Tag: reading

Graeme High School Pupils Value a Fresh Start Approach to Reading

Pupils offered the following comments about being in the Fresh Start reading class at Graeme High School:
At first I thought it was like being a primary pupil but now I am glad because now I can read like everyone else.
When I came here I was scared because I didn’t know how to read that much. So then I sound talk the word and then I know the word.
 I love reading.
I was scared because all my friends could read and I couldn’t. I thought I was dumb, stupid because I couldn’t read. I hated myself. People said I was born silly and it got to me. I didn’t want to come to high school because people would know BUT everyone liked me and I came to this class and now I can read. Don’t let people get you down because you are going to be amazing when you get older and the bullies are nothing.
What does it take to get pupils to talk about reading like this? Caroline Harper, faculty head of English at Graeme HS shares the process and impact in her report below.
PEF Literacy – Read Write Inc
We introduced Fresh Start at Graeme High School through finding out about strong results from colleagues in Dundee. We decided to introduce it to S1, S2 and S3 in the first year as the potential for this to transform pupils’ life chances was considerable. Pupils who had gaps in their learning which needed to be filled were selected for the scheme.
It was a highly structured course. All English, Support for Learning teachers and Support for Learning staff were trained in the methodology. There was substantial investment in resources. In addition, we benefited from two development days, when a trainer came in to observe us teaching and offer feedback about how effectively we were implementing the course.
Read Write Inc assessments
Pupils were assessed every six weeks using the Read Write Inc assessment. This involved recognising ‘speed sounds’ correctly and reading a short passage. There were seven passages and pupils had to read them with few errors and in a reasonable time (very slow reading makes comprehension unlikely).
All pupils made progress in these assessments. Records have been kept and every pupil has made some progress, many completing the 33 module course in fewer than 33 weeks.
Closing the Gap evidence
Although we could see from the assessments that pupils could now read passages that they could not read a few weeks ago, we did not know whether we had ‘closed the gap’ as their peers would also have been improving their reading skills in the course of the session. To check this, we used the Test of Word Reading Efficiency, an index based test (100 representing average performance) to allow us to see whether they had improved relative to their peers. For example, a score of 70 (poor) followed by one of 80 (below average) six months later, would show that they had improved relative to their peers.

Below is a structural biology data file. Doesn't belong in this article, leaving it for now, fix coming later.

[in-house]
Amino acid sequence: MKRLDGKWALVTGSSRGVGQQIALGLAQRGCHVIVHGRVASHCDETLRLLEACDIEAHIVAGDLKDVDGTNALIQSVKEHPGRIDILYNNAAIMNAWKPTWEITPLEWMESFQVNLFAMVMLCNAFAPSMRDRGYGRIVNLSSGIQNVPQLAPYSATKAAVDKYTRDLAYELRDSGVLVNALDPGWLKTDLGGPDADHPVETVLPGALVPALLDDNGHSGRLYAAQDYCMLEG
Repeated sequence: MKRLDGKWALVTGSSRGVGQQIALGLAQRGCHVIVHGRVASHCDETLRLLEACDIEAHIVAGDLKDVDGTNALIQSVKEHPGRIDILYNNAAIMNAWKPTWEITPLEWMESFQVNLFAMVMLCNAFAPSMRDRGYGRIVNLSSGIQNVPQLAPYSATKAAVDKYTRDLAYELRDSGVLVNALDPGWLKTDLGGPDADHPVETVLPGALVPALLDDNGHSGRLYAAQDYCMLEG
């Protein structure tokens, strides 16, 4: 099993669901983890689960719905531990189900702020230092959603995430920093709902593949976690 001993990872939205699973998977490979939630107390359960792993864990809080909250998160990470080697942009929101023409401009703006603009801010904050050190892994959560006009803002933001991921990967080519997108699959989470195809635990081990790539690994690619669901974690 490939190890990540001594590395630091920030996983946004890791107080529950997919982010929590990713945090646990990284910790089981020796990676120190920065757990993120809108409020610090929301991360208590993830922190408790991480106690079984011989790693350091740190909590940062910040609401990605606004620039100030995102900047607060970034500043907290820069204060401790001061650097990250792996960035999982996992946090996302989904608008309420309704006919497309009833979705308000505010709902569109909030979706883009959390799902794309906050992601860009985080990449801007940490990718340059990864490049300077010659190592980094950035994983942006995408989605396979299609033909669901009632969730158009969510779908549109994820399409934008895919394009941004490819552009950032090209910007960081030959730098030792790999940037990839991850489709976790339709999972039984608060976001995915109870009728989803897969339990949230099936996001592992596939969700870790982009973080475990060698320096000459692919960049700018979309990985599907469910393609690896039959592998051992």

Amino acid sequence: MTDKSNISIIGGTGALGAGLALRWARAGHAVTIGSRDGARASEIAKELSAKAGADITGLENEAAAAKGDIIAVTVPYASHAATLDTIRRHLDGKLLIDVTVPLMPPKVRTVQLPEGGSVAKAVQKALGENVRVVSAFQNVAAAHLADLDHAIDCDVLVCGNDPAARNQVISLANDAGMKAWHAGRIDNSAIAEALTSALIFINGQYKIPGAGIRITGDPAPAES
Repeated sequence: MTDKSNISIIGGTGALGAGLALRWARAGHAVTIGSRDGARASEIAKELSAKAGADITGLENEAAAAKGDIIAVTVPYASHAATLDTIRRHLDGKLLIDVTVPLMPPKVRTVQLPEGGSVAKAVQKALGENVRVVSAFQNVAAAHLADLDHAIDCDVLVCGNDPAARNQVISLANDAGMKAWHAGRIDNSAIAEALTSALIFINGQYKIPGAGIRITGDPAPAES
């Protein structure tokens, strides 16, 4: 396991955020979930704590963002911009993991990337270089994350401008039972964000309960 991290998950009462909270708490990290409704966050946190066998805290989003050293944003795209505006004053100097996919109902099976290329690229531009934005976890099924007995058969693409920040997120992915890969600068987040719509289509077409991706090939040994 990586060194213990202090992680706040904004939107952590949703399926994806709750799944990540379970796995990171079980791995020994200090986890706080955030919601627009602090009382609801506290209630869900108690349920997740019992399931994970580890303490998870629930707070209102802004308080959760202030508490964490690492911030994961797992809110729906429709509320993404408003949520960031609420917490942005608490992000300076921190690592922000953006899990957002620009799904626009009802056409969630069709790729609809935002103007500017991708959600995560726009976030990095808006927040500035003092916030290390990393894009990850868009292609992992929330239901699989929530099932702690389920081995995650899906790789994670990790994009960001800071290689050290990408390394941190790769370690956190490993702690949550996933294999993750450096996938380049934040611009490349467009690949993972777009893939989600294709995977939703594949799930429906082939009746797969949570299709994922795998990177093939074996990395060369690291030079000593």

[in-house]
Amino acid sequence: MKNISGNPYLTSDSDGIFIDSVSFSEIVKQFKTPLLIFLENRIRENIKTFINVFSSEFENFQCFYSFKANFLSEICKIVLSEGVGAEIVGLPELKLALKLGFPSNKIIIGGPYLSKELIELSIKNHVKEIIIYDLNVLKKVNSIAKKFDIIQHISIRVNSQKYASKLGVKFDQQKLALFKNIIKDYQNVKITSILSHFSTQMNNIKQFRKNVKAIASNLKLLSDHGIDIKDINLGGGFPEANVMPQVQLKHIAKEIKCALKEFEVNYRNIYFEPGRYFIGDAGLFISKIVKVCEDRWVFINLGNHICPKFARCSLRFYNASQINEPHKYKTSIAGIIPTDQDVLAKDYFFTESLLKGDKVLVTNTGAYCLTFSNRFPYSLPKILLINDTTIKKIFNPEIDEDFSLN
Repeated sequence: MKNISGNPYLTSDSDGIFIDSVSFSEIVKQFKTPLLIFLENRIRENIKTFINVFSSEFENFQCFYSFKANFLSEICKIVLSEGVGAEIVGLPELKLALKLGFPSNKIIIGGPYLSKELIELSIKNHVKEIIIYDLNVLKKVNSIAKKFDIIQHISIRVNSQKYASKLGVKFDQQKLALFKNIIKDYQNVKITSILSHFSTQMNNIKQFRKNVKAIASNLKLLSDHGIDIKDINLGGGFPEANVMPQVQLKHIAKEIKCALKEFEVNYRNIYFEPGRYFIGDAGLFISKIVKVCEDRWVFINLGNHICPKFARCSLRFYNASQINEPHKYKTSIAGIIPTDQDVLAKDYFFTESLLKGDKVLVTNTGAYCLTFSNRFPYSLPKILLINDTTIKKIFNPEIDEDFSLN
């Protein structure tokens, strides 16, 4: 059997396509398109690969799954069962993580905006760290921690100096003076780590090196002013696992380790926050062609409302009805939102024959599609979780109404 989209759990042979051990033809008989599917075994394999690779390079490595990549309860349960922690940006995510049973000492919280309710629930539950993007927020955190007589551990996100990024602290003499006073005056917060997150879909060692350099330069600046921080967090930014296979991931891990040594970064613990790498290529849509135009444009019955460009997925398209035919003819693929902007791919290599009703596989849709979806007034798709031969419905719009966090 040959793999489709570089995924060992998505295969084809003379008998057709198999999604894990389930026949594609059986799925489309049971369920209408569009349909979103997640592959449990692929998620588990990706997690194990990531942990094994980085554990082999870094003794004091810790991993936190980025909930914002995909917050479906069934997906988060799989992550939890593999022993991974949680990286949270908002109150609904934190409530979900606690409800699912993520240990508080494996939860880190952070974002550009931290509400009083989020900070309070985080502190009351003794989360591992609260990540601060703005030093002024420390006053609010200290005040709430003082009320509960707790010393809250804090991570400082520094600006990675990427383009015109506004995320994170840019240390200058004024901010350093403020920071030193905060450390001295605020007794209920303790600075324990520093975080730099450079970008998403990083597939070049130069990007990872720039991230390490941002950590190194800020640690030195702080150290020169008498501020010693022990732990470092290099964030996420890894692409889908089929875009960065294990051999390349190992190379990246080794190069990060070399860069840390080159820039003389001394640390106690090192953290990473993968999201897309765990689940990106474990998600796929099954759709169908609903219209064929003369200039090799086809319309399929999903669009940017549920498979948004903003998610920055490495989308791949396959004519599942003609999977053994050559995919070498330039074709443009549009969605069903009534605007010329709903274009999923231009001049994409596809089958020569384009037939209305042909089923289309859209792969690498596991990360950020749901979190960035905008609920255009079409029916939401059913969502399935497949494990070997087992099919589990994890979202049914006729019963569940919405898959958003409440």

We tested their progress over a six month interval using the Test of Word Reading Efficiency. It was in two parts – the Sight Word Efficiency test where pupils had to recognise and read words as quickly as they could and the Phonemic Decoding Efficiency test where pupils had to use their phonemic knowledge to read a list of non-words. The raw scores could then be correlated with their age, which would give a scaled score. This scaled score allowed us to see where they were in relation to their peers. This meant that any improvement was an improvement relative to their peers – which meant that we had made some progress in ‘closing the gap’.
 S2 group
According to the form a margin of difference in the two scaled scores of more than 10 meant that we could be 95% confident that the improvement was not down to chance. However, a difference of less than 5 could be attributed to chance. A difference of 6 gave a confidence measure of 70%. A difference of 5 gave a confidence measure of 60%.
For 8 out of 13 pupils in this group, the difference in the phonemics score was 5 or greater and for two it was over 10.
S3 group   
For two pupils, the results were positive with a gain of 6 and 7 points in the phonemic decoding test. This gives a confidence level of 80% and 85% respectively that this improvement was not due to chance but represented an improvement in their skills. Of the two pupils who showed significant improvement, one had made a year’s improvement and the other three year’s improvement in decoding skills.
S1 group
This was a large group of 23 pupils. For seven of these pupils there was a clear improvement in either their phonemics or their sight word recognition or both.
Reading Age improvements
The TOWRE-2 authors state that they are confident about the reliability of the scaled scores in proving improved performance but are less convinced about their reading age data. However, it is helpful to know that, for pupils at this stage, a difference of 6 in the scaled score usually equates to a year’s progress (in six months) and a 7 point difference usually equates to three year’s progress (in six months).
When asked to capture simple words which described their experience in the Fresh Start Class, pupils said: